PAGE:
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So Your Team Drafted Matt Stankiewitch

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Congratulations on your new center! First things first, though, you've got to learn how to pronounce his name. Don't call him "Stanky Witch." It's "Stan-Kav-Ich." I know, kind of a bummer.

But anyway, you've stumbled on a little secret that isn't too well known outside of State College. Penn State's known as Linebacker U, and we're proud of all the defensive linemen we've been churning out under Larry Johnson's tenure, but Stank is about to become the third Nittany Lion center selected in the past five drafts--after A.Q. Shipley and Stefen Wisniewski. Oh, and Rich Ohrnberger, who was drafted as a guard, made the position switch and started there for Arizona last year, too. The offensive line hasn't always been a position of strength, but play center here, and you've got a pretty good shot to go pro.

Stank certainly has a lesser pedigree than Wisniewski--who was a second round pick--or even than A.Q Shipley--who slipped to the 7th round despite winning the Rimington Award as college football's best center in his senior year--though the resume isn't unimpressive. He was a Rimington Award finalist in his own right, a first-team All Big Ten performer, and an invitee to the Shrine Game.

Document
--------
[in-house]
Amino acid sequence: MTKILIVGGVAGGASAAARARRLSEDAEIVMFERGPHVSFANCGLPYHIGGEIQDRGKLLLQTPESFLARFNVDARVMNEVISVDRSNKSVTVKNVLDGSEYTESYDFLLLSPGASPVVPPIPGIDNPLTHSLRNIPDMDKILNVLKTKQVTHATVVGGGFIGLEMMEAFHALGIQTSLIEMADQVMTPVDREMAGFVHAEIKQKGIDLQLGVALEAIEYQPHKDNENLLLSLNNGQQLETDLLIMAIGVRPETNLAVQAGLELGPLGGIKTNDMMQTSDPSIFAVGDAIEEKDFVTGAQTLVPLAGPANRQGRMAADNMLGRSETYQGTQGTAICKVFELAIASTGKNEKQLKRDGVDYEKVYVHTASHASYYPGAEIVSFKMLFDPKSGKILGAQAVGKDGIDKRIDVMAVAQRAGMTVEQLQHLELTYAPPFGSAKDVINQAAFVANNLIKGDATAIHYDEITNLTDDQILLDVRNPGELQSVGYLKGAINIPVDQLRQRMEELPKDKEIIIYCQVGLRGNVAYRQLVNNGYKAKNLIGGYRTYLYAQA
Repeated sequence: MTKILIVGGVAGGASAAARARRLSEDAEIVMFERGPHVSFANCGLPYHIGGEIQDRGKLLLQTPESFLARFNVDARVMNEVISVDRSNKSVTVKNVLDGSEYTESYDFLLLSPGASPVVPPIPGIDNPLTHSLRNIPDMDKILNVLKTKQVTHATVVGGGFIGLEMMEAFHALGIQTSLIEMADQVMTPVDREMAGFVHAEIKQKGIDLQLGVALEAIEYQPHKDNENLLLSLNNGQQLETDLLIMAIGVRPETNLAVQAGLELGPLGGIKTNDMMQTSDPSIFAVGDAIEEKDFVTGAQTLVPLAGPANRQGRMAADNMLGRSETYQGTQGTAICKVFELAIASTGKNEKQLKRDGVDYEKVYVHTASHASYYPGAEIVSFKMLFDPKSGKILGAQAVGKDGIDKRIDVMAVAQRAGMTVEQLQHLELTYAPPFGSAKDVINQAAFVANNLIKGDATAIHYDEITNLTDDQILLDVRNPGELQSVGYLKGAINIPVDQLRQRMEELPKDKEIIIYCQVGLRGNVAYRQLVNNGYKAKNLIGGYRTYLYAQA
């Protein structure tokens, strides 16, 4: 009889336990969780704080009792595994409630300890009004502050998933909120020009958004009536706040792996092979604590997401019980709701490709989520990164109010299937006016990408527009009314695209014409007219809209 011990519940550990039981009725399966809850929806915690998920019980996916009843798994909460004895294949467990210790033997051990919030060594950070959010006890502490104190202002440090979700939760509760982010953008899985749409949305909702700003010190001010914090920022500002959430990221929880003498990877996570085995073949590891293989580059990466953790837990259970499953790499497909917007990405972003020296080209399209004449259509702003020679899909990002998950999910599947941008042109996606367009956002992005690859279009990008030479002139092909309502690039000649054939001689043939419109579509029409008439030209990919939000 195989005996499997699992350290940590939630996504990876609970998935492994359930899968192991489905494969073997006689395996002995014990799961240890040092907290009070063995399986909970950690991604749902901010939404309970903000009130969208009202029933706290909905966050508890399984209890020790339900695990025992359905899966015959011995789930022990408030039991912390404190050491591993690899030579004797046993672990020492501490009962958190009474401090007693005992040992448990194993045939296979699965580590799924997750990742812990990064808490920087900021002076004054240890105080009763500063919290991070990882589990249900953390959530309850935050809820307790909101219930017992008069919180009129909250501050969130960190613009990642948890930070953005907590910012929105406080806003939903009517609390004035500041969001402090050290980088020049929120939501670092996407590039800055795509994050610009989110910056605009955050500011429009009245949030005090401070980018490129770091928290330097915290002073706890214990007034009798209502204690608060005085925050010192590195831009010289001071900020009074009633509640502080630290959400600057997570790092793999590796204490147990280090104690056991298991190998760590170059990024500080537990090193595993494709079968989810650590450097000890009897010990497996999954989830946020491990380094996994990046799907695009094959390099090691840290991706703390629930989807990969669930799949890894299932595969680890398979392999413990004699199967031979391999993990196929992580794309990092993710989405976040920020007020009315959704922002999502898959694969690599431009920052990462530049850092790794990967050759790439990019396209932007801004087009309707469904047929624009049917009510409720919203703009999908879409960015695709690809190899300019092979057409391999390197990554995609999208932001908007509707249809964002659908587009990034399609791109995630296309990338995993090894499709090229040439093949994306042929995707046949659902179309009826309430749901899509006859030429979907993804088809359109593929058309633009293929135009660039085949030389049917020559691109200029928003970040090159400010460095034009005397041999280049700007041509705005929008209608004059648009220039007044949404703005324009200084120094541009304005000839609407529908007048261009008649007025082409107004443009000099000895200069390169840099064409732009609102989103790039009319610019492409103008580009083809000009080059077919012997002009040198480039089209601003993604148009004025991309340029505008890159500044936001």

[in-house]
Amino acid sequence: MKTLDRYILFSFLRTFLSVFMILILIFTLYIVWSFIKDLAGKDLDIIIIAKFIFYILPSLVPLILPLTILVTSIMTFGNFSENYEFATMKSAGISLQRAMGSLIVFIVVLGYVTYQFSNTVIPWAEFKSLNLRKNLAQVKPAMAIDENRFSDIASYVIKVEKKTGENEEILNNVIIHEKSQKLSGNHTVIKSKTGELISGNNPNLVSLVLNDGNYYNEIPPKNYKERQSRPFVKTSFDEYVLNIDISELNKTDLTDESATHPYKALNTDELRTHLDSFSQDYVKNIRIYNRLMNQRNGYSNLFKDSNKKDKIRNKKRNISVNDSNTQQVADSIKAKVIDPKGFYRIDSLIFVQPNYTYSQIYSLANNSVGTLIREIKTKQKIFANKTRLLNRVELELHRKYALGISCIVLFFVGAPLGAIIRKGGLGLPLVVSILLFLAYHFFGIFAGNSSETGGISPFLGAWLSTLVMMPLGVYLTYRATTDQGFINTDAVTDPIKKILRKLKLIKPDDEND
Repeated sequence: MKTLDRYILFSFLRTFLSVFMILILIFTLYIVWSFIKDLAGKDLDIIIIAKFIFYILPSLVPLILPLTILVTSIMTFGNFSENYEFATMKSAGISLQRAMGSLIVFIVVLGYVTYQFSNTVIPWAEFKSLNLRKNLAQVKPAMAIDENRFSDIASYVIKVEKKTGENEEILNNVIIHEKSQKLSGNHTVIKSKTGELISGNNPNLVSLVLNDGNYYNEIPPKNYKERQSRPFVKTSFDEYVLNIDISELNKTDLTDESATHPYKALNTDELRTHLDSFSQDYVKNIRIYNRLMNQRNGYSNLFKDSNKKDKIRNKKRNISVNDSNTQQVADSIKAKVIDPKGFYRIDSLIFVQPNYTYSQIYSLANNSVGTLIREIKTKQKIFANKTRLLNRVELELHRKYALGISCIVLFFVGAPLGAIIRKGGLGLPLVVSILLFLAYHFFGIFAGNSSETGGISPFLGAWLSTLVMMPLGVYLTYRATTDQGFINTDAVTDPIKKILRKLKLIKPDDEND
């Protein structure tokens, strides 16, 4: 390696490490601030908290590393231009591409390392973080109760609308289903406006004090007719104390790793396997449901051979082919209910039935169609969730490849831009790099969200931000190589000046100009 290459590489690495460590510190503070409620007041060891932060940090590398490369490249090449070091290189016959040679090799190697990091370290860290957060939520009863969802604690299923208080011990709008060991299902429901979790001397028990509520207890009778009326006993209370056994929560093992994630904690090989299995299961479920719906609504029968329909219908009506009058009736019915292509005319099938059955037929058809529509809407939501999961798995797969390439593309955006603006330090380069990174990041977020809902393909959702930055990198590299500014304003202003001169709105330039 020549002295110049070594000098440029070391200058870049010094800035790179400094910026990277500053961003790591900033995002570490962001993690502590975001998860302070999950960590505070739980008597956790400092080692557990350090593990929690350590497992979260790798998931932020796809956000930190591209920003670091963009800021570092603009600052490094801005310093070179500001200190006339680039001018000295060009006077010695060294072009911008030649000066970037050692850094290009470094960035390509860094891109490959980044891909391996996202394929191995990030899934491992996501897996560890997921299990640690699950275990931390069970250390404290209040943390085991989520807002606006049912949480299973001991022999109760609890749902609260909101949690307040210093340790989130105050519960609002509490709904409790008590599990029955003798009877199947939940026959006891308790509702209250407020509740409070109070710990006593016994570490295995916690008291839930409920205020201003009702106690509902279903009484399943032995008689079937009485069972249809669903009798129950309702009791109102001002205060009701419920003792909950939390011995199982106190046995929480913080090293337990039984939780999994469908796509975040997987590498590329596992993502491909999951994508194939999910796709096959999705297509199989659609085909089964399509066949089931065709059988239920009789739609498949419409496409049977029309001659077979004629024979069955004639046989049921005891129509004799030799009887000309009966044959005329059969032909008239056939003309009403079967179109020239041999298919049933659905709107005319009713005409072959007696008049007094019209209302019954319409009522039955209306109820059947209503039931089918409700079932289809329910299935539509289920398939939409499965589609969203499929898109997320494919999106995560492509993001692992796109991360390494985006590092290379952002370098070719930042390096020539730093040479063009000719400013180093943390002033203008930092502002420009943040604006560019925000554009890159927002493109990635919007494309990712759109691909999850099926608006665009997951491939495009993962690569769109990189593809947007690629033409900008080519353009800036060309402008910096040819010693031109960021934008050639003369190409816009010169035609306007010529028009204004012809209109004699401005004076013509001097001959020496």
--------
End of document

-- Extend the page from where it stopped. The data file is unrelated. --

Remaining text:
But it's going to be a little more difficult for Stankiewitch to shed the "great college lineman" tag that's sure to dog him into next week's draft. At under 300 pounds (if only by one), he's among the smaller centers in this year's class, and although he's got a terrific motor and solid fundamentals, most NFL teams these days are looking for players who are either bigger and stronger--to provide versatility--or who have better footwork and more athleticism--to fit into a zone-blocking scheme. Stankiewitch didn't embarrass himself, but he didn't turn any heads with a middling performance at the combine.

But here's the thing: Stank is smart, he's a hard worker, and he is a technically sound center. Those three traits mean that he's more likely to stick around in the pros even as a 6th or 7th round draft pick than some hulking 330-pound behemoth drafted a round or two earlier. As Shipley and Ohrberger have proved in the past few years, all these former Lions need is a shot.